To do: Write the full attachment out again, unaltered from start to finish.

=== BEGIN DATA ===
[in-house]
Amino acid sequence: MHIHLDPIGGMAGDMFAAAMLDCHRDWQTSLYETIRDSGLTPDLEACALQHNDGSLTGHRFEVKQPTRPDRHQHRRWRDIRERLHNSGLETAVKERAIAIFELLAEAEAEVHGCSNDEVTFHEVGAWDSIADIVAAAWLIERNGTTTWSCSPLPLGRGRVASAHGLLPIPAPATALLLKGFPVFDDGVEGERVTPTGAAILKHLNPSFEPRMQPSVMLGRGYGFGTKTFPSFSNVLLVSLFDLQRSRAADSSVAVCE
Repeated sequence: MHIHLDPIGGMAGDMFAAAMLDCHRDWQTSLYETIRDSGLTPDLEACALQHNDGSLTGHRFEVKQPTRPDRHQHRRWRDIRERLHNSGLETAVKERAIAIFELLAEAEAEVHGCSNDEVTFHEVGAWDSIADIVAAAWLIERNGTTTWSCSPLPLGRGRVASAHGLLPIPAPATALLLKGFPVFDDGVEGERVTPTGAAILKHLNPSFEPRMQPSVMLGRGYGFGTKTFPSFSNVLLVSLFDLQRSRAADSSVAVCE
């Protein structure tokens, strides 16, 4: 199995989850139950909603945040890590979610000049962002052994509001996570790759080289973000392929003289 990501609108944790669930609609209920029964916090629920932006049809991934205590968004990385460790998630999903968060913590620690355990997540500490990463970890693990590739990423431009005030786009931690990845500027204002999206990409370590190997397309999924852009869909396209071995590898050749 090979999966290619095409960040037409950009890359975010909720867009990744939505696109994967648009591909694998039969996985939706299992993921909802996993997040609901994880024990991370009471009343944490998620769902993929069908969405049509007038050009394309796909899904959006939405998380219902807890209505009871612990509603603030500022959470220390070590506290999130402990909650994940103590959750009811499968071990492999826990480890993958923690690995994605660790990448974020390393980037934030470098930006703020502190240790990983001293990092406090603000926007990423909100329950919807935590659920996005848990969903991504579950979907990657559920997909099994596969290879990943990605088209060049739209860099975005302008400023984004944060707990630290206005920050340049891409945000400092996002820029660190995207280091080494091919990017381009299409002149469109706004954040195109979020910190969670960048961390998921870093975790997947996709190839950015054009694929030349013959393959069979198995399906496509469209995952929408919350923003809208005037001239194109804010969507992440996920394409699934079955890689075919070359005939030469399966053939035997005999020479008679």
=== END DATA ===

[in-house]
Amino acid sequence: MHIHLDPIGGMAGDMFAAAMLDCHRDWQTSLYETIRDSGLTPDLEACALQHNDGSLTGHRFEVKQPTRPDRHQHRRWRDIRERLHNSGLETAVKERAIAIFELLAEAEAEVHGCSNDEVTFHEVGAWDSIADIVAAAWLIERNGTTTWSCSPLPLGRGRVASAHGLLPIPAPATALLLKGFPVFDDGVEGERVTPTGAAILKHLNPSFEPRMQPSVMLGRGYGFGTKTFPSFSNVLLVSLFDLQRSRAADSSVAVCE
Repeated sequence: MHIHLDPIGGMAGDMFAAAMLDCHRDWQTSLYETIRDSGLTPDLEACALQHNDGSLTGHRFEVKQPTRPDRHQHRRWRDIRERLHNSGLETAVKERAIAIFELLAEAEAEVHGCSNDEVTFHEVGAWDSIADIVAAAWLIERNGTTTWSCSPLPLGRGRVASAHGLLPIPAPATALLLKGFPVFDDGVEGERVTPTGAAILKHLNPSFEPRMQPSVMLGRGYGFGTKTFPSFSNVLLVSLFDLQRSRAADSSVAVCE
């Protein structure tokens, strides 16, 4: 199995989850139950909603945040890590979610000049962002052994509001996570790759080289973000392929003289 990501609108944790669930609609209920029964916090629920932006049809991934205590968004990385460790998630999903968060913590620690355990997540500490990463970890693990590739990423431009005030786009931690990845500027204002999206990409370590190997397309999924852009869909396209071995590898050749 090979999966290619095409960040037409950009890359975010909720867009990744939505696109994967648009591909694998039969996985939706299992993921909802996993997040609901994880024990991370009471009343944490998620769902993929069908969405049509007038050009394309796909899904959006939405998380219902807890209505009871612990509603603030500022959470220390070590506290999130402990909650994940103590959750009811499968071990492999826990480890993958923690690995994605660790990448974020390393980037934030470098930006703020502190240790990983001293990092406090603000926007990423909100329950919807935590659920996005848990969903991504579950979907990657559920997909099994596969290879990943990605088209060049739209860099975005302008400023984004944060707990630290206005920050340049891409945000400092996002820029660190995207280091080494091919990017381009299409002149469109706004954040195109979020910190969670960048961390998921870093975790997947996709190839950015054009694929030349013959393959069979198995399906496509469209995952929408919350923003809208005037001239194109804010969507992440996920394409699934079955890689075919070359005939030469399966053939035997005999020479008679």